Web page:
• Change management starts to work
  • Think they have identified the third kind of work

Chapter 10

  • Introduces the idea: The main mode of operations is to understand, to seek information.
    • Going and talking to brent made the problem simple
    • But, only someone from outside the system made that possible
  • ^ GO SEEK
  • “Death by a thousand cuts”
  • Brent won’t document things
  • Calling out break fix work as in contention with strategic goals
  • Sort of out of scope, but documentation is hard
  • Better of building systems that create documentation
  • Distribute the knowledge
    • We are soloed but we don’t have to be

Chapter 11

  • Starting to see the 4th kind of work
  • IT Needs to accept work, it can’t just let work be assigned to IT
  • Seeing how WIP Affects planned work

Chapter 12

  • When shit is broke don’t run away from it
  • No proper release planning
  • Fuck this, “Perfection is the enemy of good”
  • Lots in here that would be fixed by having a CI/CD pipeline

Chapter 13

  • Phoenix seriously screwed up
  • CEO realizes that they pushed the release too early
  • Tech team rallies to fix performance issues before addressing usability issues.
  • pCI compliance while you’re treading water is hard
  • Looming issues with john
  • When he gets a chance to do his job it feels good.

Chapter 14

  • Have to come close to disasters to make changes sometimes
  • Re-iterates how should crushing this work can be at times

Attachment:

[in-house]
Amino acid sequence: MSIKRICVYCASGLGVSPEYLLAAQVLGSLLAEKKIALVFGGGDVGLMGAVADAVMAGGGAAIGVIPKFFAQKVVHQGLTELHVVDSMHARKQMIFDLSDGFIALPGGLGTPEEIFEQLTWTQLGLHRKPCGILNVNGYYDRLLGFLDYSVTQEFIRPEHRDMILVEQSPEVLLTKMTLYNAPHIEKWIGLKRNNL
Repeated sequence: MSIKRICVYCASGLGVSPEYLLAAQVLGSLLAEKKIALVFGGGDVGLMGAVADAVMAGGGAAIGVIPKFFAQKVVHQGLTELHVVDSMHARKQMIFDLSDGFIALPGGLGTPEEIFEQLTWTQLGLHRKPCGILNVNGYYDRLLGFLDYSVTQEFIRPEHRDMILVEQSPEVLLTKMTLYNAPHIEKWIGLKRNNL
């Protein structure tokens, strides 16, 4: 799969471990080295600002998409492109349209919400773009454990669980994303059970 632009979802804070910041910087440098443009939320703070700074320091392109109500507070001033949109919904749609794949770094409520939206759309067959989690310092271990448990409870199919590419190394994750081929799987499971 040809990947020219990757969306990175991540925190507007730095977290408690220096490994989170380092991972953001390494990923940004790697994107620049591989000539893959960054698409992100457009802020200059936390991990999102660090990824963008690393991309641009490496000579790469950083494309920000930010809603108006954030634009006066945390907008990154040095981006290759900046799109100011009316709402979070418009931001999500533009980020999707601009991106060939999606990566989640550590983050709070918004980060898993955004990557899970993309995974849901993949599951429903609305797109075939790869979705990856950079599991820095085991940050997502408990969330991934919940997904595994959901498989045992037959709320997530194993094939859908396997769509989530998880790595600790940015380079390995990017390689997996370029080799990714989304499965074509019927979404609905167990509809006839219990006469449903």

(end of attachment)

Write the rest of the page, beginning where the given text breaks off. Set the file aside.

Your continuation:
• IT is costing more then its making
  • Starts to focus on how should crushing it can be to work with technology. You are expected to make miracles.
  • Fear of keeping up
  • Product can feel like a whiplash if you don’t have a vision for everything
  • Quality spiral: More and more work, longer and longer ours timelines lessened, less quality

Chapter 15

  • Again, with the personal cost that goes with this work
  • Starting to see small wins by making the work visible, “One of the problems with prevention is that you rarely know if you averted a disaster”
  • Discovers the 4th kind of work, unplanned work
    • It steals from your goals
    • Introducing the first way: Creating fast flow
    • Introduces the second way: Remove sources of unplanned work continually.
    • Re-inforcing the theory of constraints
  • Subordinating the constraint
  • Use tools to release work at the right pace
  • Reduce WIP by reduce unplanned work
  • Leading to the third way, reduce needless work
    • One way to reduce needless work is to align with business

Chapter 16

  • Do the best you can but don’t let people put unreasonable demands on you.

Chapter 17

  • Re-iterating the cost to ones self
    • The cost was their even before he got in the host seat
  • Good old fashioned team work
  • It’s a process not an event

Chapter 18

  • Start to build trust again
  • When leadership buys in everyone feels better
  • Trust
  • Understanding

Chapter 19

  • Trust/touchy feely
  • Dig into Definition of Done
  • Without capacity planning, and planned acceptance you end up with lots of technical debt
  • Unplanned work makes it really hard to plan for the future
  • So, if you can’t plan you can’t capacity plan and you stay blind
  • Fix technical debt so you can increase throughput, which will make velocity go up.